Multivitamins: Friend or Foe?

While some tenets of health are no-brainers, like “exercise more” and “don’t overeat,” others, such as multivitamin use, are more nebulous. Lately, there has been a lot of research on whether multivitamins are necessary for the average healthy person. The results just may surprise you!

Between 2003 and2006, 39% of Americans used a multivitamin supplement (a figure that was on the rise compared to 30% in 1988-1994). The most common reasons cited for use are to improve overall health and to fill in possible nutritional gaps. Seems like a quick-fix for anyone whose lifestyle doesn’t allow for the perfectly balanced diet (anyone? anyone?). And at worst, people figure, “well, it can’t hurt.” So, can a multivitamin help your health-filled dreams come true?

Word on the medical street is that in the absence of a known nutritional deficiency, there are no known health benefits from multivitamin use. Several major studies from the past year have concluded that daily multivitamin use does not protect against heart disease, cancer, or memory loss, nor does it impact overall mortality [1,2,3,4]. Antioxidants, folic acid, and B vitamins have not been shown to benefit overall health, either. And in persons with dementia, dietary supplementation with B vitamins, vitamins E and C, and omega-3 fatty acids have not improved cognitive function.

In fact, not only are multivitamins doing little to boost your health, but in excessive doses, certain vitamins may even cause harm. Concerning evidence has shown that β-carotene, vitamin E, and possibly high doses of vitamin A can increase the risk of mortality. In another study, β-carotene was linked to an increased risk of lung cancer in individuals with underlying risk factors, such as smoking or asbestos exposure [3,7].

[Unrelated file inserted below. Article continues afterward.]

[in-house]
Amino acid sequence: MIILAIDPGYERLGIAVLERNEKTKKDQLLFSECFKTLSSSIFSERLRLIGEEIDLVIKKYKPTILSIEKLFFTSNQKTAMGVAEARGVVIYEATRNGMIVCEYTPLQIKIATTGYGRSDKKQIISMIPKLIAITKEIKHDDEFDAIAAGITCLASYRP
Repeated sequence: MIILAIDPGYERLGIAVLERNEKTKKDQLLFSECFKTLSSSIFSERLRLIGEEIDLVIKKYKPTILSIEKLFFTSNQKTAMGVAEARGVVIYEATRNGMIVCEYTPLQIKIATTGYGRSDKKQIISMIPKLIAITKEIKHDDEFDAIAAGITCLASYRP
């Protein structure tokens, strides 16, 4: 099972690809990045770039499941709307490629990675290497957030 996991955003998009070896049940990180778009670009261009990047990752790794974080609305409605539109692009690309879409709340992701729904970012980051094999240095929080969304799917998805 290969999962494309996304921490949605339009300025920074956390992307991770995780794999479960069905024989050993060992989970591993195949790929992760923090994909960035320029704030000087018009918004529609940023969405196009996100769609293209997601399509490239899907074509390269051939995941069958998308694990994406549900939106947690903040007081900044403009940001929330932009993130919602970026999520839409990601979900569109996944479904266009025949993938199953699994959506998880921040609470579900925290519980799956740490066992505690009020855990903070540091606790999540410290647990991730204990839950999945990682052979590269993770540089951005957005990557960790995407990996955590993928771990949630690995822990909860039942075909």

So what does this all boil down to? If you are a well-nourished person, daily multivitamin supplementation does not seem to prevent chronic diseases and may even be harmful. However, it is important to note that pregnant women are the exception: they should take a supplement with folic acid to help prevent brain and spinal cord defects in the developing fetus. If you have specific health concerns, it is best to discuss them with your doctor to explore a possible cause. And unless nutritional deficiencies are uncovered, dump the multivitamin and pursue a healthier sidekick!


  1. Bjelakovic G, Nikolova D, Gluud C. Antioxidant supplements to prevent mortality. JAMA. 2013; 310:1178-9.
  2. Fortmann SP, Burda BU, Senger CA, Lin JS, Whitlock EP. Vitamin and mineral supplements in the primary prevention of cardiovascular disease and cancer: an updated systematic evidence review for the U.S. Preventive Services Task Force. Ann Intern Med. 2013; 159:824-34.
  3. Eliseo Guallar, Saverio Stranges, Cynthia Mulrow, Lawrence J. Appel, Edgar R. Miller, III; Enough Is Enough: Stop Wasting Money on Vitamin and Mineral Supplements. Annals of Internal Medicine. 2013 Dec;159(12):850-851.